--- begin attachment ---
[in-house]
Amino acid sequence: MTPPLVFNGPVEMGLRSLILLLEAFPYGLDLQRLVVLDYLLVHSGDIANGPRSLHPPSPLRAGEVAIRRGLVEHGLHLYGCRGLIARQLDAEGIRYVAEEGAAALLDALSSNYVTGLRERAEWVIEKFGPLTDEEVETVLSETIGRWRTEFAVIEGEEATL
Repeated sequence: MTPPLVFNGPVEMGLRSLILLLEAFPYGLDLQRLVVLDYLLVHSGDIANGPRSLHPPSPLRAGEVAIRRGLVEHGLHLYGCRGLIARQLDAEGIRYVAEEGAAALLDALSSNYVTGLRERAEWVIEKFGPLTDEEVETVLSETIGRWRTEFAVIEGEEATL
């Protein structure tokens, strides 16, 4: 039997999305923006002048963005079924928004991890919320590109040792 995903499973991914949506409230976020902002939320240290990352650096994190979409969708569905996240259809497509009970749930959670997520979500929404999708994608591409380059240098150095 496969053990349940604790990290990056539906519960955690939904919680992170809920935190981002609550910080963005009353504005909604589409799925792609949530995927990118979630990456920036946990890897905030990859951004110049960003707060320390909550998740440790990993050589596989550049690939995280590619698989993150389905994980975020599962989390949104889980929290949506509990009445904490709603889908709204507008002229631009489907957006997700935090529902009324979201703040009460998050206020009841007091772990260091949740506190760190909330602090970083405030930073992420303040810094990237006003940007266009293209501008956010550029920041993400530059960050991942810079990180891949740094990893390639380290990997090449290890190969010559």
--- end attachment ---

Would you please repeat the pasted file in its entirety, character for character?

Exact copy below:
[in-house]
Amino acid sequence: MTPPLVFNGPVEMGLRSLILLLEAFPYGLDLQRLVVLDYLLVHSGDIANGPRSLHPPSPLRAGEVAIRRGLVEHGLHLYGCRGLIARQLDAEGIRYVAEEGAAALLDALSSNYVTGLRERAEWVIEKFGPLTDEEVETVLSETIGRWRTEFAVIEGEEATL
Repeated sequence: MTPPLVFNGPVEMGLRSLILLLEAFPYGLDLQRLVVLDYLLVHSGDIANGPRSLHPPSPLRAGEVAIRRGLVEHGLHLYGCRGLIARQLDAEGIRYVAEEGAAALLDALSSNYVTGLRERAEWVIEKFGPLTDEEVETVLSETIGRWRTEFAVIEGEEATL
């Protein structure tokens, strides 16, 4: 039997999305923006002048963005079924928004991890919320590109040792 995903499973991914949506409230976020902002939320240290990352650096994190979409969708569905996240259809497509009970749930959670997520979500929404999708994608591409380059240098150095 496969053990349940604790990290990056539906519960955690939904919680992170809920935190981002609550910080963005009353504005909604589409799925792609949530995927990118979630990456920036946990890897905030990859951004110049960003707060320390909550998740440790990993050589596989550049690939995280590619698989993150389905994980975020599962989390949104889980929290949506509990009445904490709603889908709204507008002229631009489907957006997700935090529902009324979201703040009460998050206020009841007091772990260091949740506190760190909330602090970083405030930073992420303040810094990237006003940007266009293209501008956010550029920041993400530059960050991942810079990180891949740094990893390639380290990997090449290890190969010559």